Lindsey [35:45] Absolutely, that’s probably how I started learning about all these concepts that we talked about here today is through the browser developer tools. Like that’s how I learned what Martin was. That’s how I learned about the box model. That’s how I learned about the display inline and display, inline-block and all that stuff. So definitely recommend playing around because quite frankly, the best way to explore CSS is to explore. That was very profound.

      Kelly [36:11] That’s beautiful. And on that note, we are going to now discuss some wins. So we have a very exciting group win this time, and that is that we officially launched the Ladybug merch store. Yay. So you can buy if you want to support us and you want to have stickers and bugs and shirts, and we’re going to have all kinds of really awesome stuff available for you. We ship to all but six countries around the world I believe, and shipping is very affordable, you can visit our merch store at shop.ladybug.dev. Very excited for this.

      Emma [36:49] I just want to give Kelly props because she did this and I want to learn how she made this merch store and props to you because that’s not a skill that I have acquired.

      Kelly [36:59] All I do with my life now is e-commerce. I’ve now turned my full-time job into my side job and my side job into my side-side job. So I love it though I love everything about e-commerce. So we’re also going to share a listener win this time, and we absolutely love this one. John signed out of his workplace Slack during his vacation. So he completely disconnected and I don’t know about you, but that is something I very much struggle with doing.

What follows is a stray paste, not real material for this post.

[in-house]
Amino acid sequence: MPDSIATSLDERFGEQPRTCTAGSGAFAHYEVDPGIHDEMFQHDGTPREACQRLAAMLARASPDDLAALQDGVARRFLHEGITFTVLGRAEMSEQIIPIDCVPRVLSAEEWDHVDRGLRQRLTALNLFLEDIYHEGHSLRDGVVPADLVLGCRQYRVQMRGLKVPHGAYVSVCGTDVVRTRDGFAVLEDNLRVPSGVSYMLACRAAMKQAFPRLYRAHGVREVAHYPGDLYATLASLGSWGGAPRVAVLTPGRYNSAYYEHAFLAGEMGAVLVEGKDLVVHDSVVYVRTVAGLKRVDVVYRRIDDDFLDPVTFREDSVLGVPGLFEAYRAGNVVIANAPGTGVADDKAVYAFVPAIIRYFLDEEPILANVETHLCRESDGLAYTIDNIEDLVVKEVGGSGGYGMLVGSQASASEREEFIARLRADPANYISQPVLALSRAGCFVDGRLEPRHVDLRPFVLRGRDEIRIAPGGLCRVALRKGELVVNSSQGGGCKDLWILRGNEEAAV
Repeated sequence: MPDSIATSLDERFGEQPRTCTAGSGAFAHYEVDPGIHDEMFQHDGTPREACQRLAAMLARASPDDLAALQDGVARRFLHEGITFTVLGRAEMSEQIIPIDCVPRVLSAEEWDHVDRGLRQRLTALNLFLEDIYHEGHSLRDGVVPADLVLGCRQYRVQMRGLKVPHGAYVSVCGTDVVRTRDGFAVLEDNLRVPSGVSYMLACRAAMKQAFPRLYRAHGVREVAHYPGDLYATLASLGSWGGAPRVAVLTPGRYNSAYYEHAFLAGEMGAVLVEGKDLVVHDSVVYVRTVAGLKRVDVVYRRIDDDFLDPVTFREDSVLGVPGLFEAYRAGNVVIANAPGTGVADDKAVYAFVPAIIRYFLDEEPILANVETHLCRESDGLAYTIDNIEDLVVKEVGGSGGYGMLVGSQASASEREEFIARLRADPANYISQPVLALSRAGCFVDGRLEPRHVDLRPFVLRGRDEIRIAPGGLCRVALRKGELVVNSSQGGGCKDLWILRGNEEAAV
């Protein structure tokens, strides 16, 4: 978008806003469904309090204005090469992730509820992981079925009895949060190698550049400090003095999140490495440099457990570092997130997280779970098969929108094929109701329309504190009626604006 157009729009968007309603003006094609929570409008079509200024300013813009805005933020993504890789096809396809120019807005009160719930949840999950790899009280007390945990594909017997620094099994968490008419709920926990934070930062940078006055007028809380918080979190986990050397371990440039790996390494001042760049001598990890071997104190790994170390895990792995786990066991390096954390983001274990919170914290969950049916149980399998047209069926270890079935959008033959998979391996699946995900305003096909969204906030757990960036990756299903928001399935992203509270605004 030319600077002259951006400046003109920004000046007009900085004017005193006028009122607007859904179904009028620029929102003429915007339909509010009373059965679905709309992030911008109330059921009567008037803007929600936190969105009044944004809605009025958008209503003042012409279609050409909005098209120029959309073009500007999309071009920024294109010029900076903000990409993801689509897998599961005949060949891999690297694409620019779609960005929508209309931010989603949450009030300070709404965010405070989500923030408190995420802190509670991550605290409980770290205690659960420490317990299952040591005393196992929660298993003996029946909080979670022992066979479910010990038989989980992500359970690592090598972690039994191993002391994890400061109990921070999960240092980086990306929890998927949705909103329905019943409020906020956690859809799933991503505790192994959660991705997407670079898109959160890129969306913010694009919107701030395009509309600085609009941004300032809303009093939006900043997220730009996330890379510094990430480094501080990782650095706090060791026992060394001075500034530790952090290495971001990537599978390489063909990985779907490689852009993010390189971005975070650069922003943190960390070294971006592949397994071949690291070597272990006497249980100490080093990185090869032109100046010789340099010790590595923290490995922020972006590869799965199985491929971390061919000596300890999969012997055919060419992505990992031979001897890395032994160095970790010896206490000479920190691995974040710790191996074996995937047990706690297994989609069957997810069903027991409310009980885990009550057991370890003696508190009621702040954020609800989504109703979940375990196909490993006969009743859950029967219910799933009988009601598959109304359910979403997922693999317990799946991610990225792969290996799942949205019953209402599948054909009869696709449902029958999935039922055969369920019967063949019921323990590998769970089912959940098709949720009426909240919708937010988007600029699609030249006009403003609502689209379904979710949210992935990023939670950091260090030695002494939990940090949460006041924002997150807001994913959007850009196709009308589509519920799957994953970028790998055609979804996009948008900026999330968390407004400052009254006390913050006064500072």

Emma [35:30] I have never done that in my entire life.

      Ali [35:32] Yeah, that’s wild. That’s super cool. So props to you.

      Lindsey [35:36] When I first started my current job, I just decided to be a rebel, and I did not log into my work slack on my phone. And it’s been nine months, and I still haven’t. Yeah, nobody’s yelled at me. So I guess it’s cool.

      Lindsey [37:47] Before we conclude today, we want to give one last shout out to our sponsors: LogRocket and Sanity. Sponsors allow us to continue giving you this show for free, while showcasing some incredible technologies. Thank you again LogRocket and Sanity for sponsoring this episode.

      Kelly [38:02] Awesome. So if you enjoyed this episode, make sure to tune in this Thursday for part two. For a bonus episode. We’re going to talk a little bit more in-depth on some additional CSS. Awesomeness. Whatever you want to call it, make sure you follow us on Twitter for updates, and you leave us a review on Apple podcasts if you enjoyed today’s episode and each week we’re sending a listener from Twitter some stickers for giving us a little shout out. So if you want some free stickers, you know what to do. So thank you so much for listening.